Despite the pandemic, the United States government recognizes the contributions and culture of Hispanics in the United States. The 2020 edition of Hispanic Heritage Month began on September 15th and will continue through October 15th, highlighting the cultural and socio-economical contributions of more than 60 million Latinos in this country, mostly online, with a few exceptions.
I am just one of them, and I am celebrating!
The following are 10 facts to help you be Latinx Okay. Funny, though, thirty years living in this country and I am still trying to understand what this phrase exactly means or if I am part of it, but What the heck. I’ll ask Wikipedia later. Here you go:
- A MEXICAN MAJORITY. TACOS ANYONE?
The majority of Hispanics in the United States are of Mexican origin, at 61.9%, followed by Puerto Ricans 9.7%, Cubans 4%, Salvadorans 3.9%, Dominicans 3.5%, Guatemalans 2.5%, and Colombians 2.1%.
- OVERALL, HOW LARGE IS THE HISPANIC POPULATION IN THE US?
Currently, Hispanics constitute 18.5% of the United States population, or 60.6 million. It has been projected that by 2060, Hispanics will constitute 28.6 % of the US population, or 119 million people. However, the Pew Research Center has noticed a slow-down in population growth within the last decade, due to a less number of births by Hispanic women and a decrease in immigration, and this may affect the projected figures.
- HISPANIC, LATINO OR LATINX?
People who trace their roots to Spain, Mexico, Central America, South America and the Caribbean are of Hispanic descent, states the U.S. Census. Hence, the term “Hispanics.” Millions of us have immigrated to the United States from the above countries and regions, legally or illegally, by choice or by forced migration. Several communities and people prefer to be called “Latino,” and lately, we are supposed to be “LatinX,” because, among other reasons, it is gender-neutral. Please add to this in the comment section.
- MORE HISPANICS IN THE U.S. SPEAK ENGLISH
In 2018, 71% of Latinos ages 5 and older spoke English proficiently, up from 59% in 2000.
- WAIT. DO WE STILL HABLAMOS ESPAÑOL OR ARE WE MOSTLY BILINGUAL?
There are approximately 41 million of Hispanics age 5 and older who speak Spanish at home. Spanish (Castilian) is the second most important language spoken in the United States, but that is not all, according to a 2018 Census Survey, there are 23.1 million of Spanish speakers who also speak English well.
- SPANISH IS OUR MOTHER TONGUE
Whether people like to be called Hispanic, Latino, Chicano, LatinX, Mexican American, Cuban, Puerto-Rican or other, what unifies Hispanics is the Spanish-language as well as similarities in culture, religion and popular traditions. Usually, the first generation speaks Spanish and their descendants may or may not, but all have a level of knowledge of the Spanish-language, the cultural nuances, and the common historical background. By the way, when I say Spanish I mean what others refer to it as “Castilian Spanish,” or “Castellano.”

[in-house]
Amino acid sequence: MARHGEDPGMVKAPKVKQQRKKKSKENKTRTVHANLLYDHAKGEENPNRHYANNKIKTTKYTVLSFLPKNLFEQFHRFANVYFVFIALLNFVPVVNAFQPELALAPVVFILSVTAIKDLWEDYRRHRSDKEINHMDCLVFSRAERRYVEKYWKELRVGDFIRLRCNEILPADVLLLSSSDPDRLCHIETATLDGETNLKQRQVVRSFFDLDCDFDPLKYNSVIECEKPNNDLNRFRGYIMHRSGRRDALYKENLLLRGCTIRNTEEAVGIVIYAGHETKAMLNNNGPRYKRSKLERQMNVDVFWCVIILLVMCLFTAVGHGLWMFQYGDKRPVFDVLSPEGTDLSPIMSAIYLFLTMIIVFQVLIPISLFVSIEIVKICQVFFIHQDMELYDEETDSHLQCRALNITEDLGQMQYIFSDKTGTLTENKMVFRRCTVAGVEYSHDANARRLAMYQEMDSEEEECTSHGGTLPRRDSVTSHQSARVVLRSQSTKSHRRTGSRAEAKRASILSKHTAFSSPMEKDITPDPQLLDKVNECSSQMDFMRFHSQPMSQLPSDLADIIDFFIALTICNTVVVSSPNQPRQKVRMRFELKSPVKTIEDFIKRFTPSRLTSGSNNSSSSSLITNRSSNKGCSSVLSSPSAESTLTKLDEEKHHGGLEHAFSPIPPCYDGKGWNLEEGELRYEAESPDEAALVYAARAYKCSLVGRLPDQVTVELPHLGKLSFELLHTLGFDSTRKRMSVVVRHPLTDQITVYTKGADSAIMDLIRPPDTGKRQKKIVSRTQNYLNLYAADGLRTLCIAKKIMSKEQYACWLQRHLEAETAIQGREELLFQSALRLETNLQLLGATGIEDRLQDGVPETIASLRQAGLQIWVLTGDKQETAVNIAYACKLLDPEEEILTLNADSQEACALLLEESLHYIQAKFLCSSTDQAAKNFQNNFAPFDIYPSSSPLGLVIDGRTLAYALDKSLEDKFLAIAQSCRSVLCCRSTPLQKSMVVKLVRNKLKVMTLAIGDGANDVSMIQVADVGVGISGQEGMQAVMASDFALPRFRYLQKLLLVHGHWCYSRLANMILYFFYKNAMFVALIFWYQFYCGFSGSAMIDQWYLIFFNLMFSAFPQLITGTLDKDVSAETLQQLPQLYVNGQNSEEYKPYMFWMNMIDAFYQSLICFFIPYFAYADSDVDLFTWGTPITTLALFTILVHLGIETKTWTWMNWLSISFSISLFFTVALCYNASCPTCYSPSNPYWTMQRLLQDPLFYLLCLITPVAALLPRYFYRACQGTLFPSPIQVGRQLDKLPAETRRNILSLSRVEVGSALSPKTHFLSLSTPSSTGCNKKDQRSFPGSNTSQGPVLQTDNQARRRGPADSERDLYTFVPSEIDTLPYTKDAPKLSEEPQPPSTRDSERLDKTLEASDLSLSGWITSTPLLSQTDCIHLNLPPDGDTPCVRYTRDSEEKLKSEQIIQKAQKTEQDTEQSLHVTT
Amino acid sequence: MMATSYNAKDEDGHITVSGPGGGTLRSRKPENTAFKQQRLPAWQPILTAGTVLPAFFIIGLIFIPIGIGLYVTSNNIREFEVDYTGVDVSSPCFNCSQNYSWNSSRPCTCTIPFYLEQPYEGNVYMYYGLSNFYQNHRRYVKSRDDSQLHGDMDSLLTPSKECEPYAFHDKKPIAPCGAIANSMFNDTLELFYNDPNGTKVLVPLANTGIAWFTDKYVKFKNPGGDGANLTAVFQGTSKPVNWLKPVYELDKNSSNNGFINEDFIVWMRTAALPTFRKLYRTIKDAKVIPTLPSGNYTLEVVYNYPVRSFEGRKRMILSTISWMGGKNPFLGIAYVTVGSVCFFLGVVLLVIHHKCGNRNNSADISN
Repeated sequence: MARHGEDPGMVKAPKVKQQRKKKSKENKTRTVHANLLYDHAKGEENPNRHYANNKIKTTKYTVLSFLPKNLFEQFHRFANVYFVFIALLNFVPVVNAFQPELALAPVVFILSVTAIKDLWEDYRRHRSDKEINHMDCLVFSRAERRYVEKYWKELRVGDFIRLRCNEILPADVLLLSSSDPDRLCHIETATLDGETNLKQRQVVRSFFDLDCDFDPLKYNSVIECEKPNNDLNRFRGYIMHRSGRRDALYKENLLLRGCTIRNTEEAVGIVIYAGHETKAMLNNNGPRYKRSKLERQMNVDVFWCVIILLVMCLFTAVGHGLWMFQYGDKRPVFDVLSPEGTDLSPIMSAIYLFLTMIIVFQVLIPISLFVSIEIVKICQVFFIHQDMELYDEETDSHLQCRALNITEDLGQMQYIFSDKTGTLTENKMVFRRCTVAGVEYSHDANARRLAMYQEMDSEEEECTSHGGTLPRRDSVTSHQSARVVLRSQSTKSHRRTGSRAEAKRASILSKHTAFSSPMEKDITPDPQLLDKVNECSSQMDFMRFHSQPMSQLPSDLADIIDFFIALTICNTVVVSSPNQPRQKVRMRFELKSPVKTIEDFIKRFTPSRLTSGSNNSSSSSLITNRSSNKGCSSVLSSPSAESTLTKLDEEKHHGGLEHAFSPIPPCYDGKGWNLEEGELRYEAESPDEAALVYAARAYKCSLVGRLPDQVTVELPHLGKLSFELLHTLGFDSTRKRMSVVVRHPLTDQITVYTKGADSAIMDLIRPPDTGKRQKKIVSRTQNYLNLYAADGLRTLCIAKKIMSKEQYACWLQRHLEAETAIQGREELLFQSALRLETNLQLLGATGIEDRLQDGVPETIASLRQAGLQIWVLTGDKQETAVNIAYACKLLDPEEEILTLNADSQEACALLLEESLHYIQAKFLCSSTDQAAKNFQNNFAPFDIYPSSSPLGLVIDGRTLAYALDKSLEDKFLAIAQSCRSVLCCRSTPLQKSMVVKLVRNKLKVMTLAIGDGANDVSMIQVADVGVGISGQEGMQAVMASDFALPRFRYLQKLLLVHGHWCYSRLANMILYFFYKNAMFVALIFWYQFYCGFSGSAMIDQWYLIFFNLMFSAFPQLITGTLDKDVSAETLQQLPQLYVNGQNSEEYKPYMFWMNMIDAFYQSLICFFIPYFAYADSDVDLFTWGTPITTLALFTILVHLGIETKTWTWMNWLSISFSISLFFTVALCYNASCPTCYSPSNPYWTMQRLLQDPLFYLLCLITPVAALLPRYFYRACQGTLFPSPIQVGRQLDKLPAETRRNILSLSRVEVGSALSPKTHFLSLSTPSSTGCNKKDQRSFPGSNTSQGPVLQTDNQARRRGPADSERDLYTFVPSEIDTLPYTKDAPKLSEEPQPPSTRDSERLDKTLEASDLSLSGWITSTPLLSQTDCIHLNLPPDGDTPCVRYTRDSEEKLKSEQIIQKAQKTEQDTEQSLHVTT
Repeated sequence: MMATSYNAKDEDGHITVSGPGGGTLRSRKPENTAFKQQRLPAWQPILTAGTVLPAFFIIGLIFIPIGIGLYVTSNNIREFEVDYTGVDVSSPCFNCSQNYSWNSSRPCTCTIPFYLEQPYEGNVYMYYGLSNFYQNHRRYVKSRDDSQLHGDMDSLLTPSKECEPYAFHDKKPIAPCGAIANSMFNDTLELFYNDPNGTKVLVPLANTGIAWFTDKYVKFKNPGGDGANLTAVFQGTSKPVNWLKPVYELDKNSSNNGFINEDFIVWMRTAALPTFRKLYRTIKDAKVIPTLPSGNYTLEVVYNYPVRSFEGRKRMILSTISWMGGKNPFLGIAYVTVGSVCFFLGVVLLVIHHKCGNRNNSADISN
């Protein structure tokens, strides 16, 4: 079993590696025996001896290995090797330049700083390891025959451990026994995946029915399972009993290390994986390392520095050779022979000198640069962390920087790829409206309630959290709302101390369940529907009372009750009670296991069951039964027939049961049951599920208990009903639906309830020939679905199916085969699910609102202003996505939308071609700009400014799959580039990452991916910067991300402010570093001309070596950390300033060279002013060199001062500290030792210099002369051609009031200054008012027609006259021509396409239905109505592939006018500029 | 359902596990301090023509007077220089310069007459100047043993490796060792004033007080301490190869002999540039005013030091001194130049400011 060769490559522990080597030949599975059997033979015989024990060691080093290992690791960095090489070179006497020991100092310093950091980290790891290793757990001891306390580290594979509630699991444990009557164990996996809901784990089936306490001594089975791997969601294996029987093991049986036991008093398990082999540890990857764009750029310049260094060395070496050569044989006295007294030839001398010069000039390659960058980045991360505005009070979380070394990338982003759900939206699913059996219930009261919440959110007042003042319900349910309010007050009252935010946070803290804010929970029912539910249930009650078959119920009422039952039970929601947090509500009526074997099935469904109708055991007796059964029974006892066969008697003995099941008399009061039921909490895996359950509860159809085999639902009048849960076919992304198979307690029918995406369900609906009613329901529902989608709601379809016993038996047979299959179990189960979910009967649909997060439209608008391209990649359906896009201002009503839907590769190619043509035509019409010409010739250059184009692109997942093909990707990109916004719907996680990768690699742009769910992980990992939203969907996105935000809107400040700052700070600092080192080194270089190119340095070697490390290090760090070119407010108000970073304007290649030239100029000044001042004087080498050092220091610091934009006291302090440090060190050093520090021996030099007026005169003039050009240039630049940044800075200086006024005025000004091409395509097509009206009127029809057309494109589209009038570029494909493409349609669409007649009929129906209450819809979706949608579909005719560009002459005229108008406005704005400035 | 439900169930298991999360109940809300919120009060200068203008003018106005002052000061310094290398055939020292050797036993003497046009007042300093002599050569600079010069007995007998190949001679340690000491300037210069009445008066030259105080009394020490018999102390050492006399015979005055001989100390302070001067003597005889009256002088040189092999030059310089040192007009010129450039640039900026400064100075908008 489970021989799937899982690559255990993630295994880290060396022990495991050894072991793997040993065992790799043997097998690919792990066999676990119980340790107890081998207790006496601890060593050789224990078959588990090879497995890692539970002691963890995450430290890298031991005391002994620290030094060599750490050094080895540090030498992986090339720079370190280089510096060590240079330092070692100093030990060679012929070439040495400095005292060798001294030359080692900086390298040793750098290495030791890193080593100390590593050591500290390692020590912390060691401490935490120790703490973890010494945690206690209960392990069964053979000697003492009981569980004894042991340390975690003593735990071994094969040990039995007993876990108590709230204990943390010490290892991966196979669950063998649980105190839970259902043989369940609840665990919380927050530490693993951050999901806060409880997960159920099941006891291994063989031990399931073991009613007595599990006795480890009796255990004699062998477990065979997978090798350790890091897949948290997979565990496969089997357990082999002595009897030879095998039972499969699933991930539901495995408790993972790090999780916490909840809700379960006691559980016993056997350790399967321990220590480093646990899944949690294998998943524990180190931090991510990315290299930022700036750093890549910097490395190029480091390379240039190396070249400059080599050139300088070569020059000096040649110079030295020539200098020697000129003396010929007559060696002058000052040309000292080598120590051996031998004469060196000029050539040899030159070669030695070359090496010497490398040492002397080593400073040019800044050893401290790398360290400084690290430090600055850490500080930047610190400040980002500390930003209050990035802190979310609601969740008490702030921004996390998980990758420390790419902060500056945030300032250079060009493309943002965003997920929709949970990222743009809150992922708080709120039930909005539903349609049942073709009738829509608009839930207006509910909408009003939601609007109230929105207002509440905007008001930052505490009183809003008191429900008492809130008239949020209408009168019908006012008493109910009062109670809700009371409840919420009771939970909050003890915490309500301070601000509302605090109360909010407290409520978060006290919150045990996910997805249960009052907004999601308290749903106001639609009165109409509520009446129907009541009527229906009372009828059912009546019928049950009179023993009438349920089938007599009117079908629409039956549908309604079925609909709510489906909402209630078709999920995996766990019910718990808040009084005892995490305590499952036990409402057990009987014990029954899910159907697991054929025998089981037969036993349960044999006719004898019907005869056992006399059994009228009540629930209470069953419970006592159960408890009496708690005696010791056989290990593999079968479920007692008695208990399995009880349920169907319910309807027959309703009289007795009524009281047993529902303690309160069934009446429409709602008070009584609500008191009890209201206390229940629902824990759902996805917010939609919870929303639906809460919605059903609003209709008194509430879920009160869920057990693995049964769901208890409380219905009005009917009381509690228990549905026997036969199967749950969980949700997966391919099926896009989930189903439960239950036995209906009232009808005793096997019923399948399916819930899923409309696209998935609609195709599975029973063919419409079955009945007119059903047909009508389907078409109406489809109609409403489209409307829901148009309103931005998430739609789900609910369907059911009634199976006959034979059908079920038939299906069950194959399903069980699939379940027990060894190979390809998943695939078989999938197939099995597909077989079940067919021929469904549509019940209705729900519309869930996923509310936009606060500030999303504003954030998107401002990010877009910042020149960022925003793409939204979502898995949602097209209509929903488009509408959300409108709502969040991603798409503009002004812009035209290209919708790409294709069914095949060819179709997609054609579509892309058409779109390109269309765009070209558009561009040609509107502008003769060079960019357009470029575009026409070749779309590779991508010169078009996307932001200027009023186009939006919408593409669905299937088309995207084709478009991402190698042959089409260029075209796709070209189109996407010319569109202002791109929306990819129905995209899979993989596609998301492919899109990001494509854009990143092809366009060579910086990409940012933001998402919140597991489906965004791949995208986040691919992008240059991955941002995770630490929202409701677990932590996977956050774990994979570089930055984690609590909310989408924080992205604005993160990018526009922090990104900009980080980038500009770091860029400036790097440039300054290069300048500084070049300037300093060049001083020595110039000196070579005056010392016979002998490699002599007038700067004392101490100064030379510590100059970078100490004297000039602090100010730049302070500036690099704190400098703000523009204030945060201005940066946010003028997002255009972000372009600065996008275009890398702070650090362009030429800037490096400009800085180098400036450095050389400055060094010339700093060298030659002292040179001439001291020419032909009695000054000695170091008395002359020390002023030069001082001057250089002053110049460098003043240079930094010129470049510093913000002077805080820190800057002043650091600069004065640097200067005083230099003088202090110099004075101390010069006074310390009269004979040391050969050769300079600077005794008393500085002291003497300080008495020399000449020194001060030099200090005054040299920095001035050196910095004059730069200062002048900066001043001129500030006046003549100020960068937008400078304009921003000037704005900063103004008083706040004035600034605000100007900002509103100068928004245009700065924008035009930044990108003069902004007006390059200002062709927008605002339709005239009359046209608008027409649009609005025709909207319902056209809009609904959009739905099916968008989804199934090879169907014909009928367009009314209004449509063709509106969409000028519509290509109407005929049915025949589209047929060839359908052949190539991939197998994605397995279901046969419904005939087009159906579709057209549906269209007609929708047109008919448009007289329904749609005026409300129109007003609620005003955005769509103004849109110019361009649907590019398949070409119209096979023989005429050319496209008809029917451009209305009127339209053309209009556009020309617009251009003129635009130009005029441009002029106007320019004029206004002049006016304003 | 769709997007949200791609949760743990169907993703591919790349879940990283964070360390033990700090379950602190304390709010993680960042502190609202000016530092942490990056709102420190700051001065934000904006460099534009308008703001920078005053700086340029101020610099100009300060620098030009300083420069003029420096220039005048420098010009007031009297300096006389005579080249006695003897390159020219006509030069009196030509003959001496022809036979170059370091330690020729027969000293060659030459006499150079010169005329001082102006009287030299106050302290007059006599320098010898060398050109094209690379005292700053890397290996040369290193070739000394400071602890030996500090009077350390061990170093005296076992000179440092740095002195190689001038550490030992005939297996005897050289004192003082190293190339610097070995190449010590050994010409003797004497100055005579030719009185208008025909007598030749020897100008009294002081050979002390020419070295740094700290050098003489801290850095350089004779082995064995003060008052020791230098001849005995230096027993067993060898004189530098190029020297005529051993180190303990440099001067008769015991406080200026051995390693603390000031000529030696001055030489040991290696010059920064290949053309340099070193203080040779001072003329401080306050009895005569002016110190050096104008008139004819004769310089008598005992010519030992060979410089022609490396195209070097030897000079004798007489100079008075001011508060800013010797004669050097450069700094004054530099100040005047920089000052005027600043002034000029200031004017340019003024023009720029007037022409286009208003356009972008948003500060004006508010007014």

- ARE WE CITIZENS OR NOT?
According to the Pew Hispanic Research Center, “Four in-five Latinos are U.S. citizens. As of 2018, about 80% of Latinos living in the country are U.S. citizens, up from 74% in 2010. This includes people born in the U.S. and its territories (including Puerto Rico), people born abroad to American parents and immigrants who have become naturalized citizens. Among the origin groups, virtually all Puerto Ricans are U.S. citizens. Spaniards (91%), Panamanians (89%) and Mexicans (80%) have some of the highest citizenship rates, while Hondurans (53%) and Venezuelans (51%) have the lowest rates.”
- THIRTY-TWO MILLION LATINOS ARE ELEGIBLE TO VOTE
32 Million. That is huge! The 2020 election will mark the first time that Hispanics will be the largest racial and ethnic minority group in the electorate, accounting for just over 13% of eligible voters (up from 8.4% of elegible voters in 2012.) Candidates should be knocking Hispanics doors, but the question remains: Will Latinos actually vote this November?
- RECENTLY ARRIVED LATINOS ARE MORE EDUCATED
According to an analysis of Census Data by the Pew Research Center, “about a quarter (26%) of recently arrived Latino immigrants ages 25 and older had a bachelor’s degree or more education in 2018, up from just 10% in 1990. They are among a rapidly growing share of recently arrived Hispanic immigrants who have completed high school – 67% in 2018, up from 38% in 1990.”
- HISPANIC ART AND CULTURE
Mexican painter Frida Kahlo along with muralist Diego Rivera may be the most known Latino artists and cultural icons of the 20th century, but there has not been a shortage of painters, musicians, poets, dancers, and more within the Hispanic/Latino culture in the United States, Latin America, and abroad. And we are yet to see a full expression of Latino Millennial’s art in all its categories, including street art and a variety of music and dance genres. Alex Santana from Artsy.net compiled a great list of influentials including of Hispanic descent, including Luz Donoso, Ana Mendieta, Wilfredo Lam, Antonio Berni, Tunga and more. Click here for the most influential Latin American artists in the 20th century.
Content by Lupita Peimbert.
Sources: United States Census and Pew Research Center.
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